» Self-driving cars could alter how we get around—and also change the way our cities work.
Even the concept of a self-driving car is enough to get people talking in raptures about the potential for a utopian future society. It could fulfill the promise of “personal rapid transit” transportation planners hoped to provide decades ago, offering personalized point-to-point service without the hassle, congestion, or crashes involved with driving.
The autonomous vehicle, some predict, will replace many of today’s forms of transportation and radically expand mobility by allowing people, including the young, old, and disabled, to get around without having to walk, without having to know how to drive, and without having to wait for a bus or train. Operating without a driver and using electricity for power, the autonomous vehicle could be cheap to operate and environmentally friendly. It could, in fact, replace car ownership for many households.
We’re years away from the
Continue reading Will autonomous cars change the role and value of public transportation? »
» A major roadway is advanced, in violation of the consensus-based plan.
Yesterday, the Chicago Metropolitan Agency for Planning (CMAP) Metropolitan Planning Organization (MPO) policy committee voted to approve the addition of a major new highway to the regional plan document. If built, the Illiana Expressway will run 47 miles between I-55 and I-65 in Illinois and Indiana, about 10 miles south of the existing built-up area of the Chicago region.
The project was supported by the relevant state departments of transportation as an essential complement to the existing mobility system and an economic development tool. But the decision to add it to the regional plan suggests a breakdown in what had been until recently a metropolitan-wide consensus about which projects to fund. Though the adoption of the project does not mean the end of the plan, it does imply that sticking to a regional plan in the face of political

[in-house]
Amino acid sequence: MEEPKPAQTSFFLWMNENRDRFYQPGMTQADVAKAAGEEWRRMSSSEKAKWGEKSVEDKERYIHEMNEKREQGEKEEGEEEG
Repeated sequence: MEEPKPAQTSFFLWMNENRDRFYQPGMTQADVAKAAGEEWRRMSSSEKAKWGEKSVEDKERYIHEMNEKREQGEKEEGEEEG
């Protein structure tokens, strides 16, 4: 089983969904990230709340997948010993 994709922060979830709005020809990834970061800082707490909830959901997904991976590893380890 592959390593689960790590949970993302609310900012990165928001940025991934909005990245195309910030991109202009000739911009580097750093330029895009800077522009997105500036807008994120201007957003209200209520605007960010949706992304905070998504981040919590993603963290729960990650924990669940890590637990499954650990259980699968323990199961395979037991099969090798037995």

Continue reading In the Chicago region, a setback for regional planning »
» Even as Dallas finishes work on a new light rail line, plans for a new highway along a parallel corridor advance.
This summer, Dallas’ Orange Line will be extended five stations northwest of downtown. The light rail service will expand what is already the United States’ longest such network and improve connections between central Dallas, the suburb of Irving, and — in 2014 — Dallas-Fort Worth International Airport. Yet billions of dollars in new construction have barely increased transit use; just 4.2% of the city’s commuters use public transportation to get to work, according to the U.S. Census Bureau. If there is one city that proves that simply building transit does not attract people to transit, this is it.
Investments in Dallas’ road infrastructure might provide some explanation for the situation. An astonishing seven grade-separated highways extend radially out from the city center in all directions.* This is a
Continue reading A Tollway in Dallas and the Absurdity of Building Duplicative Infrastructure »
» An all-electric, point-to-point system could revolutionize how we think about the automobile and significantly reduce the need for private cars in our cities.
American urbanites have already become quite familiar with the concept of car sharing through the rapid expansion of companies like ZipCar and I-Go; the ability to rent a car at a reasonable price at any time from a location within walking distance of home or work has dramatically reduced the need for at least some people to own private vehicles, since it covers the gap in service not provided by transit: Trips that are out-of-the-way, that require moving heavy goods, or that occur at inconvenient times. This is great for cities and for people, since not only does it reduce the need for parking, but it reduces vehicle capital expenses for everyone, since the cost of purchasing the car is effectively shared among many
Continue reading Car Sharing 2.0 Leaps Forward in Paris »
» To what degree can we rely on people getting into strangers’ cars to reduce the congestion on our highway networks?
Outside of the biggest, densest cities, transit generally underperforms; with smaller populations, less significant destinations, more diffuse congestion, and far more available parking, there is often little motivation for people to abandon their cars in favor of jumping on the bus or the train. As a result, the work commuting mode share for public transportation in most metropolitan areas in the U.S.is less than 5% (only five regions have shares above 10%).
Carpooling, on the other hand, attracts more than 7% of work trips in all major metropolitan areas. In many places, where public transportation options just are not particularly appealing, sharing an automobile with another person can be an excellent commuting alternative, especially for people who cannot afford to own their own vehicles.
But how useful can carpooling be
Continue reading Ridesharing as an Alternative to Transportation Capacity Increases »